4 Simple Steps To Adding Custom Fonts On Elementor

Themes and page builders like Elementor come with the bundle of web fonts created by Google, which according to statistics from BuiltWith, are in 45% of the top 10,000 websites and globally, the amount to over 35 quadrillion views
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When building our website on WordPress, one of the many options we are presented with is fonts. Themes and page builders like Elementor come with the bundle of web fonts created by Google, which according to statistics from BuiltWith, are in 45% of the top 10,000 websites and globally, they amount to over 35 quadrillion views (at the time of this writing, of course. You can check the analytics here). But what if we want to customize our design with font families not developed by Google? What if we don’t want our website to look like the rest of them font-wise?

 

Enter custom web fonts. These are the fonts we find in sites like Dafont, Linotype or Fonts.com. We display these web fonts to our visitors by installing hosting them on our server, something that for the not tech-savvy user, was a pain in the ass before.

 

Today, I’m going to talk about the benefits of using custom web fonts, and how Elementor has made it easier for users to install and use them on their website.

 

Suggested reading: The three best themes for Elementor websites

 

Ok, So What Exactly Are Web Fonts?

Let’s start this guide by explaining the term web fonts. There are two types of fonts we see when we visit someone else’s WordPress website; web safe fonts or web fonts.

  • Web safe fonts are those that come already installed on a device. You know, the ones you see when you open Microsoft Word (if you’re on Windows) or Pages (if you’re on a Mac).  Some examples of web safe fonts include Arial, Times New Roman, and Courier New as well as generic font families like serif, sans-serif, and monospace. On the other hand, you have;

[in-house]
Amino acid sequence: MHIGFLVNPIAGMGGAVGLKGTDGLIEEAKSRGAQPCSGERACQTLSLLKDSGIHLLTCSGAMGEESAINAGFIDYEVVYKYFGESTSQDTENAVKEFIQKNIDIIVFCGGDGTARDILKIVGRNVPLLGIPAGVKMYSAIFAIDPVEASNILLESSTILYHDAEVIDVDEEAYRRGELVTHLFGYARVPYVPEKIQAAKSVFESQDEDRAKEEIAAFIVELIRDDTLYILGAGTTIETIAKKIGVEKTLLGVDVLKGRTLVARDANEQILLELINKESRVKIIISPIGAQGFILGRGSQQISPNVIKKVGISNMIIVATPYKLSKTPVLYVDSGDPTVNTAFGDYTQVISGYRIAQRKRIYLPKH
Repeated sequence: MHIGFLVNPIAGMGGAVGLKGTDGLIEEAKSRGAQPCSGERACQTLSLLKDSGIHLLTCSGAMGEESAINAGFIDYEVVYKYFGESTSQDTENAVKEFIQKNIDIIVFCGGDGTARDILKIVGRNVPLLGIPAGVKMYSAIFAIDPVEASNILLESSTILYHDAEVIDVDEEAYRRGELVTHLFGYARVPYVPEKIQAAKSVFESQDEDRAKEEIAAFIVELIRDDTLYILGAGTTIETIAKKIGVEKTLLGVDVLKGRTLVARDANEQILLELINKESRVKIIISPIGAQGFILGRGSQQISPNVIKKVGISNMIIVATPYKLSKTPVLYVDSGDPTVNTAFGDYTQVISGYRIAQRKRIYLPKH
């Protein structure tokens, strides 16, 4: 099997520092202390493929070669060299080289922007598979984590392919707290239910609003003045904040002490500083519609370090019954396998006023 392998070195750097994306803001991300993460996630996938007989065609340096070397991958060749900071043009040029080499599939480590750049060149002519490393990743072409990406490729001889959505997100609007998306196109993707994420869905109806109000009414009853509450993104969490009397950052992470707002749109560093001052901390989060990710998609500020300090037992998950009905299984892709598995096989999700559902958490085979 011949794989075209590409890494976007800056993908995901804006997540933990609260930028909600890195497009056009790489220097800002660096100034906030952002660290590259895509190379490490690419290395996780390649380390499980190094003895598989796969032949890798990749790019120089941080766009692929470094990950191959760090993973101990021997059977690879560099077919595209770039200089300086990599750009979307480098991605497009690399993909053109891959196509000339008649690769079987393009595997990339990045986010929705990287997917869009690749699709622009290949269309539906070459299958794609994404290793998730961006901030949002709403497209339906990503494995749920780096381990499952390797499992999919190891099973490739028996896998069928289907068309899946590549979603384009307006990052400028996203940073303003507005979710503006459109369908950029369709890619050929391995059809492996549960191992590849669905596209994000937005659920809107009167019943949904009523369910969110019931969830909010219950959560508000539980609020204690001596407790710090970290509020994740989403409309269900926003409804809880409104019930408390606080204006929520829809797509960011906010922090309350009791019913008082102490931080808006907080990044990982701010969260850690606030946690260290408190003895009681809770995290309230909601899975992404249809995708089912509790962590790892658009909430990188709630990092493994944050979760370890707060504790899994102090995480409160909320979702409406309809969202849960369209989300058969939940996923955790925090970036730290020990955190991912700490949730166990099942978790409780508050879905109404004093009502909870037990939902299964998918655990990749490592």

• Web fonts, which are the opposite. These fonts are not pre-installed on a device and users’ browsers must download them before displaying them. All the fonts of sites that I mentioned before (Dafont, Linotype, Google fonts) are good examples of web fonts.

 

Now, with web fonts, there are two ways you can use them. If you decide to use custom web fonts purchased from libraries, you have to download the files and host them on your server by going to your cPanel and installing them, then writing CSS code (there’s another way with Elementor but more on that below). On the other hand, if you’re using Google Fonts or Adobe Fonts, all you need to do is link to them by inserting a line of code in the <head> of your website and then referring to them in the CSS. In the case of Google Fonts, like I mentioned, most themes and page builders already do this.

 

Are there any benefits to using custom fonts?

You may be wondering: Why would I choose to use custom fonts if I can select the Google Fonts in Elementor? 

And that’s a valid question. Sometimes, it may be a hassle to go through what can be considered a time-consuming process when you already have beautiful fonts at your disposal. But, there are some big advantages to using custom fonts: